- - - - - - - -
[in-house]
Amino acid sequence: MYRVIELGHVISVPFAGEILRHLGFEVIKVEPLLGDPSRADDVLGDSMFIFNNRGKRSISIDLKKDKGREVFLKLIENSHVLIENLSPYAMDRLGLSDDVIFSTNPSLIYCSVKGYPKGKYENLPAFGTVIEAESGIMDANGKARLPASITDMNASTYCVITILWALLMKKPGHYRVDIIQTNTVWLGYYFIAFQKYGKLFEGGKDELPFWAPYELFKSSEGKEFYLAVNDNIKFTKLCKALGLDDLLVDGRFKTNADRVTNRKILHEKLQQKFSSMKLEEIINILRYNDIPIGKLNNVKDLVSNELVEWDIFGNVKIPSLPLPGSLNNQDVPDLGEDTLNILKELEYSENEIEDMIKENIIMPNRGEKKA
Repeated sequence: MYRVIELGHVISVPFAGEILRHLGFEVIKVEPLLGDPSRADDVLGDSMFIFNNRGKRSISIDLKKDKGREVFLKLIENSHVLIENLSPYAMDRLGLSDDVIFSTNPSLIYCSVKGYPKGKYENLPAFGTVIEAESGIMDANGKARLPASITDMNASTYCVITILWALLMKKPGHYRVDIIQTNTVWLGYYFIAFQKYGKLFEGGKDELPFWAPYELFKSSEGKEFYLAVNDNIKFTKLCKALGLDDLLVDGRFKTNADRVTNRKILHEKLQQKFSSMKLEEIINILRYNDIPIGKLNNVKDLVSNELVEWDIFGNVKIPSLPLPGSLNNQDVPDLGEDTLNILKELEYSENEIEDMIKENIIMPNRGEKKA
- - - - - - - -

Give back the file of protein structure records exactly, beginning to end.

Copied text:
[in-house]
Amino acid sequence: MYRVIELGHVISVPFAGEILRHLGFEVIKVEPLLGDPSRADDVLGDSMFIFNNRGKRSISIDLKKDKGREVFLKLIENSHVLIENLSPYAMDRLGLSDDVIFSTNPSLIYCSVKGYPKGKYENLPAFGTVIEAESGIMDANGKARLPASITDMNASTYCVITILWALLMKKPGHYRVDIIQTNTVWLGYYFIAFQKYGKLFEGGKDELPFWAPYELFKSSEGKEFYLAVNDNIKFTKLCKALGLDDLLVDGRFKTNADRVTNRKILHEKLQQKFSSMKLEEIINILRYNDIPIGKLNNVKDLVSNELVEWDIFGNVKIPSLPLPGSLNNQDVPDLGEDTLNILKELEYSENEIEDMIKENIIMPNRGEKKA
Repeated sequence: MYRVIELGHVISVPFAGEILRHLGFEVIKVEPLLGDPSRADDVLGDSMFIFNNRGKRSISIDLKKDKGREVFLKLIENSHVLIENLSPYAMDRLGLSDDVIFSTNPSLIYCSVKGYPKGKYENLPAFGTVIEAESGIMDANGKARLPASITDMNASTYCVITILWALLMKKPGHYRVDIIQTNTVWLGYYFIAFQKYGKLFEGGKDELPFWAPYELFKSSEGKEFYLAVNDNIKFTKLCKALGLDDLLVDGRFKTNADRVTNRKILHEKLQQKFSSMKLEEIINILRYNDIPIGKLNNVKDLVSNELVEWDIFGNVKIPSLPLPGSLNNQDVPDLGEDTLNILKELEYSENEIEDMIKENIIMPNRGEKKA